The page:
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Updated:November 30, 2020
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This document provides an overview of the Multicast over VPN (mVPN ) profiles.
There are no specific requirements for this document.
This document is not restricted to specific software and hardware versions.
The information in this document was created from the devices in a specific lab environment. All of the devices used in this document started with a cleared (default) configuration. If your network is live, make sure that you understand the potential impact of any command.
Overview of mVPN Profiles
The following three images provide an overview of all the profiles currently possible.
Note these details:
There are columns that list the possible technologies that create the tree in the core network.
The green line divides the possibilities into two sets by encapsulation: Generic Routing Encapsulation (GRE) or Multiprotocol Label Switching (MPLS) encapsulation.
The yellow line devides the possibilities into two sets by their context: Multicast in the Global context or Multicast in the Virtual Routing and Forwarding (VRF) context.
There are three sets, each with an additional level of Border Gateway Protocol (BGP) signaling: No BGP signaling (except IPv4 Multicast Distribution Tree (MDT) for Default MDT GRE), only BGP Auto-Discovery (AD), or BGP AD and BGP C-MCAST signaling (customer signaling of Multicast in overlay). An "additional" level of BGP signaling means a level in addition to the BGP signaling that is always needed for unicast over MPLS VPN.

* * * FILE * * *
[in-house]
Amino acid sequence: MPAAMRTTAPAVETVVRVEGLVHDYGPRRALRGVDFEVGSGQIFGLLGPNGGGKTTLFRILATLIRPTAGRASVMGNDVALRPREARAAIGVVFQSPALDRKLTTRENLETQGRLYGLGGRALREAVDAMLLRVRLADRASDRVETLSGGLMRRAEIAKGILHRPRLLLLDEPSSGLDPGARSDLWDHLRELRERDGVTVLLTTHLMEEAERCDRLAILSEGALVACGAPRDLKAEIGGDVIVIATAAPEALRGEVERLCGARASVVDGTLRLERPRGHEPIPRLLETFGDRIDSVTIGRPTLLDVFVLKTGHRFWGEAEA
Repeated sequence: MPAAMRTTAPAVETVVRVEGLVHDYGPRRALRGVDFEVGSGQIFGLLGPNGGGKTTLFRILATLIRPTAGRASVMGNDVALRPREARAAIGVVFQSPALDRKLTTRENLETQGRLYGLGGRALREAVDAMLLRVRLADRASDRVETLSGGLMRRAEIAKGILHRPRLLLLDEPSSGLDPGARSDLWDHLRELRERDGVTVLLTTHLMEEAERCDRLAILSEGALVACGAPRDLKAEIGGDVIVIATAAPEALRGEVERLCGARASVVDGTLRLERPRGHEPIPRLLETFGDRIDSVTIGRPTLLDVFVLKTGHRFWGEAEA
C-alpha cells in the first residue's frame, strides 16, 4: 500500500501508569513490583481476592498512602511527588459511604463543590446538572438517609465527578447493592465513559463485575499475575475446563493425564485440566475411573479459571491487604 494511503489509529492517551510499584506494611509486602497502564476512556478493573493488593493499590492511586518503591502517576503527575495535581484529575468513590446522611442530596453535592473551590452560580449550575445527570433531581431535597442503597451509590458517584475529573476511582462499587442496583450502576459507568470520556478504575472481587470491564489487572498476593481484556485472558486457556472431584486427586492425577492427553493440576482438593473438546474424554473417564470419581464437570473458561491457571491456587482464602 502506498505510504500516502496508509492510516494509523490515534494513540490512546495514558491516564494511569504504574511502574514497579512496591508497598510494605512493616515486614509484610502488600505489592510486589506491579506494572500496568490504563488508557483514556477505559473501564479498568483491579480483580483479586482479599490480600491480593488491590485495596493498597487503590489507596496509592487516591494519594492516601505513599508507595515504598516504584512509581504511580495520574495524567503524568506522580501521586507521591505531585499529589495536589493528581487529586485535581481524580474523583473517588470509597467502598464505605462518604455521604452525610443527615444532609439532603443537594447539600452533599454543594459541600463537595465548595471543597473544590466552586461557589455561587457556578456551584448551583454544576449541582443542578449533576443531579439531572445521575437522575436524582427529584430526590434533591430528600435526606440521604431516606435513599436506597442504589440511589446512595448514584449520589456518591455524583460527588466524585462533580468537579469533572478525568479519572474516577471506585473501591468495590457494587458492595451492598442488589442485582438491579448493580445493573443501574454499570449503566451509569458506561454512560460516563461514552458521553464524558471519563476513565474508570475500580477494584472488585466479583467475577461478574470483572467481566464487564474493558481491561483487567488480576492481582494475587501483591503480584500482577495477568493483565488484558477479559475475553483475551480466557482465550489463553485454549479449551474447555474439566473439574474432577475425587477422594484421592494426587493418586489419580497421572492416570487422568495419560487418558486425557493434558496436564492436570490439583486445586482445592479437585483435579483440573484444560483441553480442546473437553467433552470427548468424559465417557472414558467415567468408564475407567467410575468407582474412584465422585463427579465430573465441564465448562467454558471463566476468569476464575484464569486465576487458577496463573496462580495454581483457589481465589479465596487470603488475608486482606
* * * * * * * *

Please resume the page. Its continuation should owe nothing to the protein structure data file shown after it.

"Rosen" was renamed to "Default MDT"
There is a total of 27 profiles, numbered 0 to 26.
Image 1 shows the different ways of implementing multicast over MPLS. There are 4 type of core tree protocols: PIM, mLDP, P2MP TE, and Ingress Replication. There are 4 possibilities for the overlay signaling (or the mapping of multicast state on the edge onto the core trees): none, static mapping, PIM, and BGP.
Image 2 and 3 show an overview of the mVPN profiles.